Our kombucha making supplies are of the highest quality, and we think our SCOBY is the best on the market. We get our freshly grown, organic SCOBYs from Kombucha Dave, and when you buy your kombucha products from us, you get a discount, plus all the instructions, videos, and support you need to brew your own kombucha for life.
About the Brewing Process
Simply stated, to make kombucha, you add your SCOBY to a gallon jar containing sweetened tea that has been allowed to cool. It starts out looking like this:
Then cover it, and let it sit in a clean, warm place like on your kitchen counter. In a few days, it’ll be ready to drink. Best of all, you’ll have an unlimited supply of kombucha for just pennies a bottle.
By the way…
Our good friend Kombucha Dave has a fascinating article on his blog where he talks about why a SCOBY is sometimes mistakenly called a mushroom. He has kindly given us his permission to republish it here. Enjoy!
Is Kombucha Really a Mushroom?
One of the most frequently asked about Kombucha is, “Is kombucha really a mushroom?” It’s because most people call it Kombucha mushroom. Some people call it Kombucha SCOBY. But kombucha mushroom is the most common. So, is it really a mushroom?
No it is not, maybe at most it could be called fungie, or a type of fungi. I’m a type of fun guy, but again you can call it a Kombucha mushroom, we refer to it sometimes on our site as mushroom tea, mainly because that’s how other people refer to it. So if you’re at a party and someone says, “oh this kombucha mushroom tea is awesome”. Don’t take the bottle and spill it on them and say it’s not really a mushroom, but let’s talk about how it got it’s name then.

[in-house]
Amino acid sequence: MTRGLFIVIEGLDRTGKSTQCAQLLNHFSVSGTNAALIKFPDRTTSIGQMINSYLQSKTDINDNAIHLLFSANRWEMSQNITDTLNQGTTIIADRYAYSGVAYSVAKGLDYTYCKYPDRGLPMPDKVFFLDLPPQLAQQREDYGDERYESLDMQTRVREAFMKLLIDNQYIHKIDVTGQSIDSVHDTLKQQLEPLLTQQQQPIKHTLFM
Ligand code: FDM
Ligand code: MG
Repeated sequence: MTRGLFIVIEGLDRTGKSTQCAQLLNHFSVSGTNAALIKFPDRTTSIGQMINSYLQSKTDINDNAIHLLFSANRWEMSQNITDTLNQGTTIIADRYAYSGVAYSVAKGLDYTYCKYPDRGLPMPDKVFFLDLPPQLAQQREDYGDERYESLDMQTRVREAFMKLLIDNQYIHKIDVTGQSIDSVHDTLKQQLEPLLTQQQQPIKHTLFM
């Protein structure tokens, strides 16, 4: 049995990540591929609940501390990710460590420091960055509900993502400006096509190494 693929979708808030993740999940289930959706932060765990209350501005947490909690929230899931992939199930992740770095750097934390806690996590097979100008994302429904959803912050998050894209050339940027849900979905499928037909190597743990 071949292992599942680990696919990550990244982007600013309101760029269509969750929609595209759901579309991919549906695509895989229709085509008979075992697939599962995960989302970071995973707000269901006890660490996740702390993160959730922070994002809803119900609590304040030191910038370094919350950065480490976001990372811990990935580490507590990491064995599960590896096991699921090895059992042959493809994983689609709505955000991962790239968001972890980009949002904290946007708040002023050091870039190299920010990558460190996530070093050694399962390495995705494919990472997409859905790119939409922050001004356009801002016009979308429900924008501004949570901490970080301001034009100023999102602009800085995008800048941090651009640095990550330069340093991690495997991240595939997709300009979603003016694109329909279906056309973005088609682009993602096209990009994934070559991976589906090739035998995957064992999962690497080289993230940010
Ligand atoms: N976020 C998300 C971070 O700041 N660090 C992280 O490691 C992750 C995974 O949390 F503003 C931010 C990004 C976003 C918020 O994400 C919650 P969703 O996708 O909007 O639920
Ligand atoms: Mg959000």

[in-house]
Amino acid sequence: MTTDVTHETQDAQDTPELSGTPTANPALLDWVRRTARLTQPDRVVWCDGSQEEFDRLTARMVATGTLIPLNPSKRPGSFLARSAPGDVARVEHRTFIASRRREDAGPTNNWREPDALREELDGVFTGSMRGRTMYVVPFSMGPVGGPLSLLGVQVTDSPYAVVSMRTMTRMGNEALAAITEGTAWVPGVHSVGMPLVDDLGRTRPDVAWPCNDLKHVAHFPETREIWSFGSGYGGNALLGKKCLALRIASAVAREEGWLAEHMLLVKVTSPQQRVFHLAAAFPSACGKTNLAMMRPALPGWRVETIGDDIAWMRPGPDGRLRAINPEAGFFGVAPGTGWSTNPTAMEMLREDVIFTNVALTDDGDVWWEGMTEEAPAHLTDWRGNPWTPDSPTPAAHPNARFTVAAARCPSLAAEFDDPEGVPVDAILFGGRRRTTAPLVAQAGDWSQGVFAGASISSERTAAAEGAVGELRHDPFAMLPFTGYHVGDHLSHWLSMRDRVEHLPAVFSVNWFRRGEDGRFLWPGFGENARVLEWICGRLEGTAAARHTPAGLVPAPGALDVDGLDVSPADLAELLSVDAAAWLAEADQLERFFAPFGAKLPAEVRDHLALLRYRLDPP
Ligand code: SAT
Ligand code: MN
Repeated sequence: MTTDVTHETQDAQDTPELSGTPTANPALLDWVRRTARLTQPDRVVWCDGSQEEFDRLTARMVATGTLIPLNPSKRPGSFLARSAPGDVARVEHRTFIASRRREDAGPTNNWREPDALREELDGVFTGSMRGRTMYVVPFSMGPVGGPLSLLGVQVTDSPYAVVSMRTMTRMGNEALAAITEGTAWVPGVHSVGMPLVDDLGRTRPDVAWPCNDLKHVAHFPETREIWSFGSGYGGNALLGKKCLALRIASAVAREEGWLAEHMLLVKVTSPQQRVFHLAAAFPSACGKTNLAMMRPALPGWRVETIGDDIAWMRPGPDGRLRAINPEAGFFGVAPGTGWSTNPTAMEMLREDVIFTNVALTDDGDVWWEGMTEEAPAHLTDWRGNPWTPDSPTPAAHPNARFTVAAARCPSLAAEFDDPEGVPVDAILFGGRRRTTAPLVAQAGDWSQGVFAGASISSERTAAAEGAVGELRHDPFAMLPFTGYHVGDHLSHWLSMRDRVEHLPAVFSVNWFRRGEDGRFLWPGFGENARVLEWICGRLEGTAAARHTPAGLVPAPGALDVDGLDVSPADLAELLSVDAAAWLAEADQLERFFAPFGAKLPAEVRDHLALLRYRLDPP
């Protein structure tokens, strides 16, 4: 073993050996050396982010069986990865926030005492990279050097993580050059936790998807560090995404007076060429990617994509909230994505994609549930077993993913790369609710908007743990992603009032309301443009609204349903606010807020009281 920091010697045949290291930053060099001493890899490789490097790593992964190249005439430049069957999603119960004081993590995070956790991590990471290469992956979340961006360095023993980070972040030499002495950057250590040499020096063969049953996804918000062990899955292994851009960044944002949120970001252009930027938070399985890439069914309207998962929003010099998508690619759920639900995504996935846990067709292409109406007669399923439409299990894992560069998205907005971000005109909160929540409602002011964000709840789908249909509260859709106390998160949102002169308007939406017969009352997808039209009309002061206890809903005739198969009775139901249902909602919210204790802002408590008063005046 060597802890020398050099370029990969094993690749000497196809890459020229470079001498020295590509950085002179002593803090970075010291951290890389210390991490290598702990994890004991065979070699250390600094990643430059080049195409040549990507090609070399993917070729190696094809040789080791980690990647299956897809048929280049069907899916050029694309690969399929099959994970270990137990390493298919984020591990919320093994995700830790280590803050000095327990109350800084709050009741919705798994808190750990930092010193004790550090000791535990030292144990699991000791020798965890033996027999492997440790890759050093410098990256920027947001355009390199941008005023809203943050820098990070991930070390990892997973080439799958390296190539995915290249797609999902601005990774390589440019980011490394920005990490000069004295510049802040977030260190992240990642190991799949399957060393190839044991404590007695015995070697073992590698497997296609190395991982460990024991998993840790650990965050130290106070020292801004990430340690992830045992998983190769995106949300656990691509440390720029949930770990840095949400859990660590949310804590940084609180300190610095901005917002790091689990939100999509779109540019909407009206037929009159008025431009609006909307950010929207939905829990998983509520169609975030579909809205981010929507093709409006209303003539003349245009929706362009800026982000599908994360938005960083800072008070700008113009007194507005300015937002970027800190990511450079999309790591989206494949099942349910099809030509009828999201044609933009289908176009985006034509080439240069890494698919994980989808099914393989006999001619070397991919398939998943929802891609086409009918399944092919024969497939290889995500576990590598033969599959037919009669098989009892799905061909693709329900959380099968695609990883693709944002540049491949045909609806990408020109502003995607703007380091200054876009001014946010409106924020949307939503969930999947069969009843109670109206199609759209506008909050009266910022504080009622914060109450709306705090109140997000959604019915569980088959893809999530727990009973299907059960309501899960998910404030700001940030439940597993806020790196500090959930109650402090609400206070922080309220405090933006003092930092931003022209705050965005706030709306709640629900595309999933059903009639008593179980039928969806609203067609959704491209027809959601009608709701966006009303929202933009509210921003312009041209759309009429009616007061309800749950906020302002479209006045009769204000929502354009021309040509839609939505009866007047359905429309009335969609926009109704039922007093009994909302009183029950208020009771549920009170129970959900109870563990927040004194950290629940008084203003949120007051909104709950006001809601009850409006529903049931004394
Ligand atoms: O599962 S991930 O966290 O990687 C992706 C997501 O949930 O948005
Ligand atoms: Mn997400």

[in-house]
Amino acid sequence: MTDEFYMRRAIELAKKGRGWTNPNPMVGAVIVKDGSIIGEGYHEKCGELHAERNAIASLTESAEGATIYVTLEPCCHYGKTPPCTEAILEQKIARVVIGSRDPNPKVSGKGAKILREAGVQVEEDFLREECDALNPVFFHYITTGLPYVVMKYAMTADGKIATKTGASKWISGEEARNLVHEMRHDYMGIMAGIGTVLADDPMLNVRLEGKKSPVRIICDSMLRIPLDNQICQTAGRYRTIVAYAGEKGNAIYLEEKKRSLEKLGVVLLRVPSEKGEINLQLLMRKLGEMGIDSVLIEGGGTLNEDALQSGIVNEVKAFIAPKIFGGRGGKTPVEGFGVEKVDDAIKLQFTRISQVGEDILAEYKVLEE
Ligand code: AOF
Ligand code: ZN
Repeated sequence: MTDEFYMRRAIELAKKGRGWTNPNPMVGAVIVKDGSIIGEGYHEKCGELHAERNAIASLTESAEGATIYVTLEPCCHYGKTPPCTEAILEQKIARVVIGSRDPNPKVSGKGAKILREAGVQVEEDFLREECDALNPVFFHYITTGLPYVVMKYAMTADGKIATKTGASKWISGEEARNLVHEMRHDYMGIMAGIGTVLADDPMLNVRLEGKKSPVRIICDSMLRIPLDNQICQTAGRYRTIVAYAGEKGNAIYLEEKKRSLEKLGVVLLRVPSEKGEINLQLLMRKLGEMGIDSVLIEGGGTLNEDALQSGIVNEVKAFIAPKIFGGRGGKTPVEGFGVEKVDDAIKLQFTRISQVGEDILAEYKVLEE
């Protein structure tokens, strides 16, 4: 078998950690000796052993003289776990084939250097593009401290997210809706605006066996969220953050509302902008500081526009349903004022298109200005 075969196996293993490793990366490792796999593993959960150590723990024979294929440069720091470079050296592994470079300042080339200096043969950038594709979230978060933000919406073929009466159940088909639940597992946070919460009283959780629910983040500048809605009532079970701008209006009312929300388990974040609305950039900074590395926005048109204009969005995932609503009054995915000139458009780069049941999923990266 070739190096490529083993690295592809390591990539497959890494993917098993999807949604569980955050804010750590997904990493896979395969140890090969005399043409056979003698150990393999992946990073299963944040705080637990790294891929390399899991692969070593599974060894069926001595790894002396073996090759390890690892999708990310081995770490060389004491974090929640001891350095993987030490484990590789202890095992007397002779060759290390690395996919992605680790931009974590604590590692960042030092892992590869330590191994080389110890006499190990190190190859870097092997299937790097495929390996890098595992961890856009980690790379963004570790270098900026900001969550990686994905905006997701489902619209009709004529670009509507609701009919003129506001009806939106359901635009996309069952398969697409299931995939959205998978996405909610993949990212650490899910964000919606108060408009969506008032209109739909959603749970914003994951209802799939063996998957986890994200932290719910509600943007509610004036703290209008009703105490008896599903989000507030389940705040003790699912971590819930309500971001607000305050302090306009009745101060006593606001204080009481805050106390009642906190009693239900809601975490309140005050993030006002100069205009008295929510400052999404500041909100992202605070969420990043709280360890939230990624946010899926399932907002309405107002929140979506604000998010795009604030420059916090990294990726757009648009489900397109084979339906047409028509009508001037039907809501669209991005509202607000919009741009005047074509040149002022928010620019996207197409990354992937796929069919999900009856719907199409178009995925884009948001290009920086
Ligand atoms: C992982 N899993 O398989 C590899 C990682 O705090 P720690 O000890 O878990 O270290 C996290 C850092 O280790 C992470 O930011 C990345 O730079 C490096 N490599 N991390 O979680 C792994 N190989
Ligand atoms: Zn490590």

How did Kombucha turn into mushroom? Well the theory is, the story goes like this, in Japan, they were brewing something with seaweed and ‘Kombu’ actually means seaweed in Japan and ‘cha’ means tea. So it was originally called seaweed tea, and they were using seaweed, it wasn’t Kombucha, but a culture came about. Something to keep in mind, there’s lots of things to ferment that will form a culture, but not necessarily makes it Kombucha, make sense?
A mother vinegar forms a culture, you have sour dough starters, wine uses cultures and things like that, so eventually what happened is that at the same time, people were also doing Kombucha tea. They saw the culture, so I’m looking at the seaweed culture we called Kombucha and I’m looking at this Kombucha culture and I’m just going to label it Kombucha, so there you go. In addition to that, to make things even more confusing, if you ever look at a Kombucha SCOBY or a Kombucha culture, I kind of think it does look like a cap of let’s say a portobello mushroom, so again hopefully that answers your question, is Kombucha a mushroom.
Also, I’d like to think that it is called kombucha mushroom because it looks like a mushroom and the texture is similar to a mushroom’s texture.
* Per FDA regulations, we can’t tell you about the health benefits of kombucha without also disclosing the following:
Legal Disclaimer Information about the health benefits of kombucha is for educational purposes only. These statements have not been evaluated by the FDA. This information is not medical advice, nor is it intended to replace the advice or attention of a qualified health-care professional.